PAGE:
Beowulf, an epic hero from sixth century Scandinavia, is truly the embodiment of the ideals of his time. In his adventures he shows off the qualities at that time revered as heroic. Truly Beowulf is the quintessence of the Anglo-Saxon man of that era. He displays many qualities that show some of the conflicts of the era. Proud and humble, Christian and pagan, Beowulf's character encompasses many seeming contradictions. One of the oldest stories still known to man, handed down orally from generation to generation, Beowulf still remains true to his time and to his culture.
In his journeys Beowulf's conduct is flamboyant and self-assured to the point of being pompous. In the time when this epic was first told though being that self-assured was not a bad thing. Where as today anyone boasting that their "days of youth had been filled with glory" and that they could single-handedly do what armies of other men couldn't would have been thought arrogant Beowulf merely garnered respect. That though is not the most significant way in which Beowulf embodied the ideals of the time. It was his dedication to his lord above him and his caring for those who in turn had pledged to him as a lord. His concerns before his battle with Grendel were not of death or pain to his person, but what should be sent to his lord and who should look after his men should he fail. It was fealty that was the most important virtue of the time.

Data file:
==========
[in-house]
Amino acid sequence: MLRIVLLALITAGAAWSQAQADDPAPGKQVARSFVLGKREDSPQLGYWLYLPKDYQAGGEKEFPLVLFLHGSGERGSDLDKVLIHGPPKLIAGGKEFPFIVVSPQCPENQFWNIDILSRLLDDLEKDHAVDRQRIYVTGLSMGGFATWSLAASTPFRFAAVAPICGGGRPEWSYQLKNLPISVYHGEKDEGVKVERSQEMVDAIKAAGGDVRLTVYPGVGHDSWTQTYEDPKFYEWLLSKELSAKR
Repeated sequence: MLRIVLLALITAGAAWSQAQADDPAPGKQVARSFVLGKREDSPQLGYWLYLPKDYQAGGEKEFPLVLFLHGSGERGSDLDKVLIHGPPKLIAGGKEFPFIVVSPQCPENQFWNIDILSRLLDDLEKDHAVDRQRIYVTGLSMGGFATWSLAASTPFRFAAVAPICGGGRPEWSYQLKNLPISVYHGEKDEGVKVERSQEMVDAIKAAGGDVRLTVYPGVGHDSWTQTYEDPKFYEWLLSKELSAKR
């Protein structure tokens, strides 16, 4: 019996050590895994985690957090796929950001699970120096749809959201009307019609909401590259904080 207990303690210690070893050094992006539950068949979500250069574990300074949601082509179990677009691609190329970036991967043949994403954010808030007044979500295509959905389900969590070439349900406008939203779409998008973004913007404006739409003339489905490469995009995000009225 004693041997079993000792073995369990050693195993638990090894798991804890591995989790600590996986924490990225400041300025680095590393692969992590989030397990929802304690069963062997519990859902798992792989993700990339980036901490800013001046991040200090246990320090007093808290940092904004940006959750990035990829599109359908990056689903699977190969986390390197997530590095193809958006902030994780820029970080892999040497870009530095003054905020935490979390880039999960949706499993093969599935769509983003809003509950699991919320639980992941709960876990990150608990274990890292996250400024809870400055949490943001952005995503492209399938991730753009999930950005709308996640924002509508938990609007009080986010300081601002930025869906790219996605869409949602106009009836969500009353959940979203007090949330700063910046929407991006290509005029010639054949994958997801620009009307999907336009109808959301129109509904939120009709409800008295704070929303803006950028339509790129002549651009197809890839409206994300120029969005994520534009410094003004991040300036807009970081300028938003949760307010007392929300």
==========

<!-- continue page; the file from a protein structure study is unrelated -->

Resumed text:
In his battle with Grendel his dedication to his men is not the only quality shown. Honor was an important aspect of Beowulf's fight also. Since Grendel disdained to use weapons, then for the sake of honor neither did he. Beowulf refused to take any advantage in the fight versus Grendel not only for the honor involved, but because it would lessen his glory, which seems to be the main reason for his many battles. This need for fame was again not looked down upon in early Anglo-Saxon culture.